“Oceans Ventured: Winning the Cold War at Sea”

An enduring military narrative

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“Oceans Ventured: Winning the Cold War at Sea”

Former Navy Secretary John Lehman (left) with Commanding Officer Nathaniel R. Shick

Former Navy Secretary John Lehman (left) with Commanding Officer Nathaniel R. Shick

Ryan Arel/Arts Editor

Former Navy Secretary John Lehman (left) with Commanding Officer Nathaniel R. Shick

Ryan Arel/Arts Editor

Ryan Arel/Arts Editor

Former Navy Secretary John Lehman (left) with Commanding Officer Nathaniel R. Shick

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The USS Constitution Museum in Charlestown brought former Navy Secretary John Lehman to speak about his career and promote his new book, “Oceans Ventured: Winning the Cold War at Sea,” on Oct. 3.

Lehman served as the 65th Navy secretary, during the Reagan administration. Lehman served during the last decade of the Cold War, from 1981-87.

President Ronald Reagan, who served 1981-1989, was in office during the beginning of the end of the Soviet Union, with the USSR officially dismantling in 1991. Lehman who was 38 when he became Navy secretary, remains the youngest ever to serve in the position.

In his speech to more than 50 former and current members of the Navy along with museum staff and visitors, Lehman explained that toward the end of the Cold War, the United States had cut its military so severely that the Soviet Union was superior militarily.

In turn, the U.S. resorted to trickery to make the Soviets believe the U.S. was stronger than they were.

“How can we make the Soviets think we can do it?” said Lehman, referring to how the U.S. could appear stronger and have more forces than it actually did.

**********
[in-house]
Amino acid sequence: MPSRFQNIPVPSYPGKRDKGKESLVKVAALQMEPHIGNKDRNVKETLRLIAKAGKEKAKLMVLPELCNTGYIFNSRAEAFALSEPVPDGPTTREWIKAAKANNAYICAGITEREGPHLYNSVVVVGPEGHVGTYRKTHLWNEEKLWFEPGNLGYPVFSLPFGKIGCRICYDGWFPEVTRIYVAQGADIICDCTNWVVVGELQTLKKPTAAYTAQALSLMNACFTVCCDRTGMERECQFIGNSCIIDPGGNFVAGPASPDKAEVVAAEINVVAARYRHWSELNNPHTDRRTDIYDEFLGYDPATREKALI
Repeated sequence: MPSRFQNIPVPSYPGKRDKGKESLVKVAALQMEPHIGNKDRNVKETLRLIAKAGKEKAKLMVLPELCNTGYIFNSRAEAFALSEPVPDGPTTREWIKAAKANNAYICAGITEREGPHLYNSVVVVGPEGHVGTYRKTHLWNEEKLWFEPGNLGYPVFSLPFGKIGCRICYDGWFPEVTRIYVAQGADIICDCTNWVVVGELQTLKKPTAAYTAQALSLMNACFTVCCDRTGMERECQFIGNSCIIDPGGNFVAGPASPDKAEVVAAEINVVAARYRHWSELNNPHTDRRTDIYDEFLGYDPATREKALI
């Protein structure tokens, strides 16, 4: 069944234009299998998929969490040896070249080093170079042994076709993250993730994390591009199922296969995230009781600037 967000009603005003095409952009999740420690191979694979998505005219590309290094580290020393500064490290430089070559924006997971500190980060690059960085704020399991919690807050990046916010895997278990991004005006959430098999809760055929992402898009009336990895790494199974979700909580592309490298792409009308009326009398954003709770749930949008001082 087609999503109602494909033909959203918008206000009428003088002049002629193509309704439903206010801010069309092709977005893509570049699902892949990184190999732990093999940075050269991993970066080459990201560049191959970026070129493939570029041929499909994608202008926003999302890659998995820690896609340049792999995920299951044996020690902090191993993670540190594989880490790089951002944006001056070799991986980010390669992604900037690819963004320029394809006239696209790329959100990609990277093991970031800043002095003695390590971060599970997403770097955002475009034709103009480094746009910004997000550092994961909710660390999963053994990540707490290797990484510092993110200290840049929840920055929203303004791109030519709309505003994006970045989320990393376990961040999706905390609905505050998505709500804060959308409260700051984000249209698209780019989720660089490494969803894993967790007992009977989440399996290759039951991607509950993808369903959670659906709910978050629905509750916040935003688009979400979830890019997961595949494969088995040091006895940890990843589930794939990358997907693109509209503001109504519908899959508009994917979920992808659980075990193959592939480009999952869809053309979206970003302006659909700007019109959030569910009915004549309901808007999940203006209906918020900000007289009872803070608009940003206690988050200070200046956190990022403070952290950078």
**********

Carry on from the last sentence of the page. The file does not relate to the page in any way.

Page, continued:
Lehman emphasized that the Cold War was not won simply because of the weakening of the USSR, but also largely in part by the Reagan administration and its actions.

Ryan Arel/Arts Editor
Former Navy Secretary John Lehman

The book describes Reagan’s aggressive policy toward the Soviets. Lehman said during the Reagan administration, the Navy was more provocative in its military exercises along the Soviet border — essentially taunting the Soviets. As a result, Reagan’s Navy was crucial in causing the Soviets to overspend on the military, Lehman said.

He said the the book took much longer to complete than he wanted, noting that the book could have taken around six months to finish. Instead, it took 10 years because much of the information he wanted to use in the book was classified. He said he went to the trouble of getting the information declassifying because “it is a story that is important for people to know.”

After his talk, Lehman took questions from the audience, discussing the challenges the Navy faces today, including North Korea and cyber security. To tie together the then and now, Lehman compared the Axis powers of World War II — Japan, Germany and Italy — to Russia, Iran and North Korea today. He compared them as nations not having common allies “but common adversaries.”

Lehman was brought to the USS Constitution Museum as part of the Leadership Lecture Series, said Museum President and CEO Anne Grimes Rand. Rand said that the museum invites naval and military guests to discuss their job duties.

“Being here in Boston, obviously there’s an interested audience,” said Rand in an interview with The Suffolk Journal. “This evening we have museum members, people who may have had military service in the past who might be interested in this, or business leaders who are interested in sort of the questions of leadership and strategy.”

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